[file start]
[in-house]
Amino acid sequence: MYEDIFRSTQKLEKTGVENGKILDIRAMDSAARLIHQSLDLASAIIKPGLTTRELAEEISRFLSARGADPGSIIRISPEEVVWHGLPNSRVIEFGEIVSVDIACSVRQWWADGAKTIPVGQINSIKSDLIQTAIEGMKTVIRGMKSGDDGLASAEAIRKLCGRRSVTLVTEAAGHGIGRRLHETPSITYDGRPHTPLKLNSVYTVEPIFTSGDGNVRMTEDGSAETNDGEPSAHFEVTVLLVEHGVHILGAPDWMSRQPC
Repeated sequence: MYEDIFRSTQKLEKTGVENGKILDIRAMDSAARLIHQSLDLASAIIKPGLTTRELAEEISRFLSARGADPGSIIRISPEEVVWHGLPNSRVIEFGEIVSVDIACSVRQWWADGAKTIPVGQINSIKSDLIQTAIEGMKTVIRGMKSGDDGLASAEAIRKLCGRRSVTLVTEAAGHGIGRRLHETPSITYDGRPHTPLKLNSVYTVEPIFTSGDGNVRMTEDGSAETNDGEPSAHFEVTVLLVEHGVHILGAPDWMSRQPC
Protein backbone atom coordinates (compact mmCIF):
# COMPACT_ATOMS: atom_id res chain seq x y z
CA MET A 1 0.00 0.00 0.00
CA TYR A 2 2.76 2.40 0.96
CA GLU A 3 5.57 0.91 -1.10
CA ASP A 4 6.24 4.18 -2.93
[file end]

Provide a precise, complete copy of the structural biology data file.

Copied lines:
[in-house]
Amino acid sequence: MYEDIFRSTQKLEKTGVENGKILDIRAMDSAARLIHQSLDLASAIIKPGLTTRELAEEISRFLSARGADPGSIIRISPEEVVWHGLPNSRVIEFGEIVSVDIACSVRQWWADGAKTIPVGQINSIKSDLIQTAIEGMKTVIRGMKSGDDGLASAEAIRKLCGRRSVTLVTEAAGHGIGRRLHETPSITYDGRPHTPLKLNSVYTVEPIFTSGDGNVRMTEDGSAETNDGEPSAHFEVTVLLVEHGVHILGAPDWMSRQPC
Repeated sequence: MYEDIFRSTQKLEKTGVENGKILDIRAMDSAARLIHQSLDLASAIIKPGLTTRELAEEISRFLSARGADPGSIIRISPEEVVWHGLPNSRVIEFGEIVSVDIACSVRQWWADGAKTIPVGQINSIKSDLIQTAIEGMKTVIRGMKSGDDGLASAEAIRKLCGRRSVTLVTEAAGHGIGRRLHETPSITYDGRPHTPLKLNSVYTVEPIFTSGDGNVRMTEDGSAETNDGEPSAHFEVTVLLVEHGVHILGAPDWMSRQPC
Protein backbone atom coordinates (compact mmCIF):
# COMPACT_ATOMS: atom_id res chain seq x y z
CA MET A 1 0.00 0.00 0.00
CA TYR A 2 2.76 2.40 0.96
CA GLU A 3 5.57 0.91 -1.10
CA ASP A 4 6.24 4.18 -2.93